The name of one of the courts of the United States. It is held by a judge, called the district judge. Several courts under the same name have been established by state authority.
Most federal cases are initially tried and decided in the U.S. district courts, the federal courts of general trial jurisdiction. There are 94 district courts in the 50 states, the District of Columbia, the Commonwealth of Puerto Rico, and the territories of Guam, the U.S. Virgin Islands, and the Northern Mariana Islands. With the exception of the three territorial courts, all district court judges are appointed for life by the President with the advice and consent of the Senate. A district may itself be divided into divisions and may have several places where the court hears cases. Congress authorizes judgeships for each district based in large part on the caseload. In each district, the judge who has served on the court the longest and who is under 65 years of age is designated as the chief judge. The chief judge has administrative duties in addition to a caseload. There are 649 district court judges.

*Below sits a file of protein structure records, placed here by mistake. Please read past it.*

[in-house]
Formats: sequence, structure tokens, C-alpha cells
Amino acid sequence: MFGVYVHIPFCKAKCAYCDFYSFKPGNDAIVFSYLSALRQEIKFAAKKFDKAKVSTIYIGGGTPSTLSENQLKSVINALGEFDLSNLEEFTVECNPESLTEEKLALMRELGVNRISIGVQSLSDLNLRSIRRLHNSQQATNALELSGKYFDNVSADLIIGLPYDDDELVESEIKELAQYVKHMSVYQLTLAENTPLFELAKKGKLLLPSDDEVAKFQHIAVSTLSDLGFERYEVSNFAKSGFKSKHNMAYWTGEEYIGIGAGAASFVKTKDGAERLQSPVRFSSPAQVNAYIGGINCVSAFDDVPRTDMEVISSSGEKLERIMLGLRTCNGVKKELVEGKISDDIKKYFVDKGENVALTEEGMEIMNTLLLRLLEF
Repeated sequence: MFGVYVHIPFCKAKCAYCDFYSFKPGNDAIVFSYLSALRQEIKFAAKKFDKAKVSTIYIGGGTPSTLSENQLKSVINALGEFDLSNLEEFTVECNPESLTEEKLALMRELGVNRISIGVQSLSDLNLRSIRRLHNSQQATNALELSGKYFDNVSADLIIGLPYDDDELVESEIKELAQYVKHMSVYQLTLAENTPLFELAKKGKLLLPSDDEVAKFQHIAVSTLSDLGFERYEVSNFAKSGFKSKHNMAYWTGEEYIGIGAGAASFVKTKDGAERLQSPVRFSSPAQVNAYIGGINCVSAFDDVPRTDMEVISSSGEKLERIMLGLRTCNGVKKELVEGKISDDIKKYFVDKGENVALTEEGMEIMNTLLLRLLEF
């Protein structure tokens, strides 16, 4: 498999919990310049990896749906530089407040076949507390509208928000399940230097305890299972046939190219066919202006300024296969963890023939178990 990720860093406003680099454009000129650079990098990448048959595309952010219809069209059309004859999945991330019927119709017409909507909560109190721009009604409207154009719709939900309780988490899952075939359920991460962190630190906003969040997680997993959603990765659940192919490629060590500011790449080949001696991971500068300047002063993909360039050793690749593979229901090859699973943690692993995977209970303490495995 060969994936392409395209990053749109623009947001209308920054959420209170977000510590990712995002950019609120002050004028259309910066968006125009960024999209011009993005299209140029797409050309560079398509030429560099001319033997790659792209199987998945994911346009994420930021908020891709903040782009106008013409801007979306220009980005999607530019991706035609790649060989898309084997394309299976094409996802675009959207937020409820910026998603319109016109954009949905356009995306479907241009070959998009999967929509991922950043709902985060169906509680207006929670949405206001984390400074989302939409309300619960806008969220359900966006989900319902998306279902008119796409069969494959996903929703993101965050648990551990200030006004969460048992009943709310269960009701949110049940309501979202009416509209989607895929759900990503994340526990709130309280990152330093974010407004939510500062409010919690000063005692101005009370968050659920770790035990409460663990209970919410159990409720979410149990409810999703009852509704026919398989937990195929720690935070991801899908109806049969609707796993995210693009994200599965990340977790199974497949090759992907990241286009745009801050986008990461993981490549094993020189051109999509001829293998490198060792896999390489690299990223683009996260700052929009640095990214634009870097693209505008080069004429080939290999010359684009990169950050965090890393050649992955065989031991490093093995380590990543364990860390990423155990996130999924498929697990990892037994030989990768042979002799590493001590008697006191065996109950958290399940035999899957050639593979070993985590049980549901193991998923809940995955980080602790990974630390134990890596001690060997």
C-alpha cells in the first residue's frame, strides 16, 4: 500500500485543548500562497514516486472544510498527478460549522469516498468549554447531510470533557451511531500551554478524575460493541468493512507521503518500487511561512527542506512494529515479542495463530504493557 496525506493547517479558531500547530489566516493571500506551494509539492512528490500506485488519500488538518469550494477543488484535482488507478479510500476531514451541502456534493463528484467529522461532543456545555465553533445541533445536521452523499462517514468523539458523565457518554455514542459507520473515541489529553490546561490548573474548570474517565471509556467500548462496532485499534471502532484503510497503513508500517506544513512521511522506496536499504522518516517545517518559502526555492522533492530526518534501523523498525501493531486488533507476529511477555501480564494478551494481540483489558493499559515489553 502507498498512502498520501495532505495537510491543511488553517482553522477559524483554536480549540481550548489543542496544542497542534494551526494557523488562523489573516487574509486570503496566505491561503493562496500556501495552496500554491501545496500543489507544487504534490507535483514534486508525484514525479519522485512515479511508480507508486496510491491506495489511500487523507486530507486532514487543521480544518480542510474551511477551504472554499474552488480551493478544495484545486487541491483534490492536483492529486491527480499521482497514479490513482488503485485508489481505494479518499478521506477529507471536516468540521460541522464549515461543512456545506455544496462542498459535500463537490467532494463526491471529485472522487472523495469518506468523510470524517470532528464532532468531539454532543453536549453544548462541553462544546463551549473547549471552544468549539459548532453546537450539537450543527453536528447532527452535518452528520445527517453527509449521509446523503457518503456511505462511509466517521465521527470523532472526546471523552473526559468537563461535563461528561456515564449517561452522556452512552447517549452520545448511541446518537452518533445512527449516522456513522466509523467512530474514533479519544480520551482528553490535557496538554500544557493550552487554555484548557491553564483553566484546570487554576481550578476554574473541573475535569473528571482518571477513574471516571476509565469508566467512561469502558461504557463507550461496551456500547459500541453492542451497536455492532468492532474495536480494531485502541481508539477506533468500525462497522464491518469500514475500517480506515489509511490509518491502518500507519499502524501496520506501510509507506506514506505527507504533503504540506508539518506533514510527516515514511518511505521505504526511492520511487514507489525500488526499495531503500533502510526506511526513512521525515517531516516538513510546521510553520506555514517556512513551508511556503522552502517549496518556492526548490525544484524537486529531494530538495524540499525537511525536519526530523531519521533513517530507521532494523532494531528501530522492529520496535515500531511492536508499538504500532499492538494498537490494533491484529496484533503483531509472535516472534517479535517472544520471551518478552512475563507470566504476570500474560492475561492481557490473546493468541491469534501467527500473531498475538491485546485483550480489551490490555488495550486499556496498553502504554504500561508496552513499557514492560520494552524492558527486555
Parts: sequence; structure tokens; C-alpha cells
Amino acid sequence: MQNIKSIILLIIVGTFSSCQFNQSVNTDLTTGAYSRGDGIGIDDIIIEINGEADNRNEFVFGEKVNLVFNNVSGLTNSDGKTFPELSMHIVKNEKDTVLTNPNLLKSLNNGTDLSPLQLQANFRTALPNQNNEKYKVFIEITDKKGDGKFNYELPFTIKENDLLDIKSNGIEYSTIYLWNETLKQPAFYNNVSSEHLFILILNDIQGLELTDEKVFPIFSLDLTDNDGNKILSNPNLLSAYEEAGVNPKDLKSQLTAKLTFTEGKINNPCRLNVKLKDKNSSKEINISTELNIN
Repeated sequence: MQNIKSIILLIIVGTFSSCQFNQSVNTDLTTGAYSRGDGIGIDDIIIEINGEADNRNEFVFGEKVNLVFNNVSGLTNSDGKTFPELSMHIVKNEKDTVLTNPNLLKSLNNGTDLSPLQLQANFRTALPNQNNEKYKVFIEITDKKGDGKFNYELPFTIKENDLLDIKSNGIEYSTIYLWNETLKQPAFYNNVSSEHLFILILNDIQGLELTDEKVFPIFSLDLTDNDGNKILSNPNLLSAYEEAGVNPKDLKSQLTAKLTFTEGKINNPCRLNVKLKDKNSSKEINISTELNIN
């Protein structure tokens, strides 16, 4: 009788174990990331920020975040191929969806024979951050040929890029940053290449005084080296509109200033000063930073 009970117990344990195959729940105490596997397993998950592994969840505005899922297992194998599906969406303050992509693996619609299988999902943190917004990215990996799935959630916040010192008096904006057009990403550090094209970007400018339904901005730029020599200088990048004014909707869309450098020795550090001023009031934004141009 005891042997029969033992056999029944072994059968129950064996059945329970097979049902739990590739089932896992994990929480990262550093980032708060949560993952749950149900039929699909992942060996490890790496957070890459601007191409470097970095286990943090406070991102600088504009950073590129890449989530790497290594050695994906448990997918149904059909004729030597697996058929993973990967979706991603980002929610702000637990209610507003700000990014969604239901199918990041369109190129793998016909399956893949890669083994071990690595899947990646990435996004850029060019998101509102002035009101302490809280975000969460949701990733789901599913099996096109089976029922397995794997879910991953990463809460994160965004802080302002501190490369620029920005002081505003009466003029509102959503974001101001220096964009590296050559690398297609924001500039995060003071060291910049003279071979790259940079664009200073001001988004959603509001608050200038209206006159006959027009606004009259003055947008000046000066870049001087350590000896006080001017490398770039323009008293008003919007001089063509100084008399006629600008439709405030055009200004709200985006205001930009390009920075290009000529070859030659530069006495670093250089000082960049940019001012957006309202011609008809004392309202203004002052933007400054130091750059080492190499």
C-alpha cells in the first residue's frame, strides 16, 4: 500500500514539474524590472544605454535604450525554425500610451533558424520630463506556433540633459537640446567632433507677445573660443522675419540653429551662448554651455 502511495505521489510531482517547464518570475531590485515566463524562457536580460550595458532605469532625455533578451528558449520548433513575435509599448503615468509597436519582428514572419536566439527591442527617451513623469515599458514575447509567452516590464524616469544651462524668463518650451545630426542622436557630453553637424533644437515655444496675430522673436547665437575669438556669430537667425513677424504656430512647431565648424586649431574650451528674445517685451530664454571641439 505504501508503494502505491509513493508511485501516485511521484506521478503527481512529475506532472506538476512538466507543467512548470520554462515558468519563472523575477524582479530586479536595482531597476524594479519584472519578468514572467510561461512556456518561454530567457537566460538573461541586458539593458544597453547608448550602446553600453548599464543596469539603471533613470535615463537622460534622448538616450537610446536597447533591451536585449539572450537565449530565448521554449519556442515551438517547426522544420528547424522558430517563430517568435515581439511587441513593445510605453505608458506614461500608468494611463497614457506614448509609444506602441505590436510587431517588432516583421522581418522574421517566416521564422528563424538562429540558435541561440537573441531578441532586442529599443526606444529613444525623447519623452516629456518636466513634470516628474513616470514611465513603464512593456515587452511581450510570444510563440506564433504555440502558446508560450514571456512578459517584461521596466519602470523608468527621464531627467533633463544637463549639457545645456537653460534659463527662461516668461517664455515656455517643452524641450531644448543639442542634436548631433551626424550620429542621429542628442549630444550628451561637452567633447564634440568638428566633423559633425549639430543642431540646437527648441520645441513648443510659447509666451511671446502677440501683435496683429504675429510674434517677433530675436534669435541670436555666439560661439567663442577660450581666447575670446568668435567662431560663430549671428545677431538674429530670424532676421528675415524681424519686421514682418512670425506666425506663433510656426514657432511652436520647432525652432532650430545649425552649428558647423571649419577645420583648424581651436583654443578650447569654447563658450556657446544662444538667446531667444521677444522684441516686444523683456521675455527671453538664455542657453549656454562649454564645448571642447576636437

In the year ended June 30, 1992, the U.S. district courts received 226,895 civil cases to decide. Among the types of civil suits that entered the courts in 1992 were civil rights actions (23,419), cases concerning personal injury and damage to property (36,469), and prisoner petitions (46,452). The district courts terminated 239,633 civil cases.
The U.S. district courts received 48,342 criminal cases to decide in 1992, and they terminated 43,493. Of the newly filed criminal cases, the vast majority (69.9%) were felonies. They included homicide (195), tax fraud (849), robbery (1,804), forgery and counterfeiting (1,238), and drug offenses (12,512).
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